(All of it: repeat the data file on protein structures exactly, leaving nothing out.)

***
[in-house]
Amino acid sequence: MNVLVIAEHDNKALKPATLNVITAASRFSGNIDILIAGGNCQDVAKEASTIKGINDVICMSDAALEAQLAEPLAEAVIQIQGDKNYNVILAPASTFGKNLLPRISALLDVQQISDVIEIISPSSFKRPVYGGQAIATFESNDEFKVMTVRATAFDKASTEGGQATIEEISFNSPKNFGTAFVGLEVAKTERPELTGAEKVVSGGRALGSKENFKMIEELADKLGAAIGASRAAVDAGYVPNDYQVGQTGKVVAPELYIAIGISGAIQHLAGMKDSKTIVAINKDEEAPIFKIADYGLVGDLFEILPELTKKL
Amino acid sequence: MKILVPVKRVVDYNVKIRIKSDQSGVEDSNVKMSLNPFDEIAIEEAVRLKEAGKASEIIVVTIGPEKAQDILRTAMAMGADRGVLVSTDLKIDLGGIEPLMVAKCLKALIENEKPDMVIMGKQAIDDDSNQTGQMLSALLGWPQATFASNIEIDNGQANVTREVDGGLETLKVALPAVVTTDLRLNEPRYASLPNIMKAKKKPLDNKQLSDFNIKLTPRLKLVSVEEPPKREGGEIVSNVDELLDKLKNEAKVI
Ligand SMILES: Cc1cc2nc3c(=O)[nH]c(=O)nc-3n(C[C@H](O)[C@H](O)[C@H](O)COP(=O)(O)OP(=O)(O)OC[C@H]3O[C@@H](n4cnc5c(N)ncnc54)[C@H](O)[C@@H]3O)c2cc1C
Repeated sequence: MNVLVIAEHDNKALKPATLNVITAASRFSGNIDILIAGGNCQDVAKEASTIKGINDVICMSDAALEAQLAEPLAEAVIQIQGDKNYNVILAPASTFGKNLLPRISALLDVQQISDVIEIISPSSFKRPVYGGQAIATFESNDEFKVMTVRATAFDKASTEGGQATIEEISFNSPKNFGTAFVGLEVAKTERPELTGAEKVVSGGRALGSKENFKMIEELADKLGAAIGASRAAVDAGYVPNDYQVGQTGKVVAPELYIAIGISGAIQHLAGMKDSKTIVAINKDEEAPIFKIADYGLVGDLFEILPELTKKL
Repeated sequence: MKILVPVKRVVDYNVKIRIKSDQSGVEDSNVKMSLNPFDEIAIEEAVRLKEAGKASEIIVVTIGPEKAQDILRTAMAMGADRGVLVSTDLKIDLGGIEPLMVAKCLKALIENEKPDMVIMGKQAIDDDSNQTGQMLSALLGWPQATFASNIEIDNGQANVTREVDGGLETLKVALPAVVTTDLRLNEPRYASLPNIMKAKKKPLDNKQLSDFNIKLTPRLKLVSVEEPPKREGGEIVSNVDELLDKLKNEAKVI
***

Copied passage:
[in-house]
Amino acid sequence: MNVLVIAEHDNKALKPATLNVITAASRFSGNIDILIAGGNCQDVAKEASTIKGINDVICMSDAALEAQLAEPLAEAVIQIQGDKNYNVILAPASTFGKNLLPRISALLDVQQISDVIEIISPSSFKRPVYGGQAIATFESNDEFKVMTVRATAFDKASTEGGQATIEEISFNSPKNFGTAFVGLEVAKTERPELTGAEKVVSGGRALGSKENFKMIEELADKLGAAIGASRAAVDAGYVPNDYQVGQTGKVVAPELYIAIGISGAIQHLAGMKDSKTIVAINKDEEAPIFKIADYGLVGDLFEILPELTKKL
Amino acid sequence: MKILVPVKRVVDYNVKIRIKSDQSGVEDSNVKMSLNPFDEIAIEEAVRLKEAGKASEIIVVTIGPEKAQDILRTAMAMGADRGVLVSTDLKIDLGGIEPLMVAKCLKALIENEKPDMVIMGKQAIDDDSNQTGQMLSALLGWPQATFASNIEIDNGQANVTREVDGGLETLKVALPAVVTTDLRLNEPRYASLPNIMKAKKKPLDNKQLSDFNIKLTPRLKLVSVEEPPKREGGEIVSNVDELLDKLKNEAKVI
Ligand SMILES: Cc1cc2nc3c(=O)[nH]c(=O)nc-3n(C[C@H](O)[C@H](O)[C@H](O)COP(=O)(O)OP(=O)(O)OC[C@H]3O[C@@H](n4cnc5c(N)ncnc54)[C@H](O)[C@@H]3O)c2cc1C
Repeated sequence: MNVLVIAEHDNKALKPATLNVITAASRFSGNIDILIAGGNCQDVAKEASTIKGINDVICMSDAALEAQLAEPLAEAVIQIQGDKNYNVILAPASTFGKNLLPRISALLDVQQISDVIEIISPSSFKRPVYGGQAIATFESNDEFKVMTVRATAFDKASTEGGQATIEEISFNSPKNFGTAFVGLEVAKTERPELTGAEKVVSGGRALGSKENFKMIEELADKLGAAIGASRAAVDAGYVPNDYQVGQTGKVVAPELYIAIGISGAIQHLAGMKDSKTIVAINKDEEAPIFKIADYGLVGDLFEILPELTKKL
Repeated sequence: MKILVPVKRVVDYNVKIRIKSDQSGVEDSNVKMSLNPFDEIAIEEAVRLKEAGKASEIIVVTIGPEKAQDILRTAMAMGADRGVLVSTDLKIDLGGIEPLMVAKCLKALIENEKPDMVIMGKQAIDDDSNQTGQMLSALLGWPQATFASNIEIDNGQANVTREVDGGLETLKVALPAVVTTDLRLNEPRYASLPNIMKAKKKPLDNKQLSDFNIKLTPRLKLVSVEEPPKREGGEIVSNVDELLDKLKNEAKVI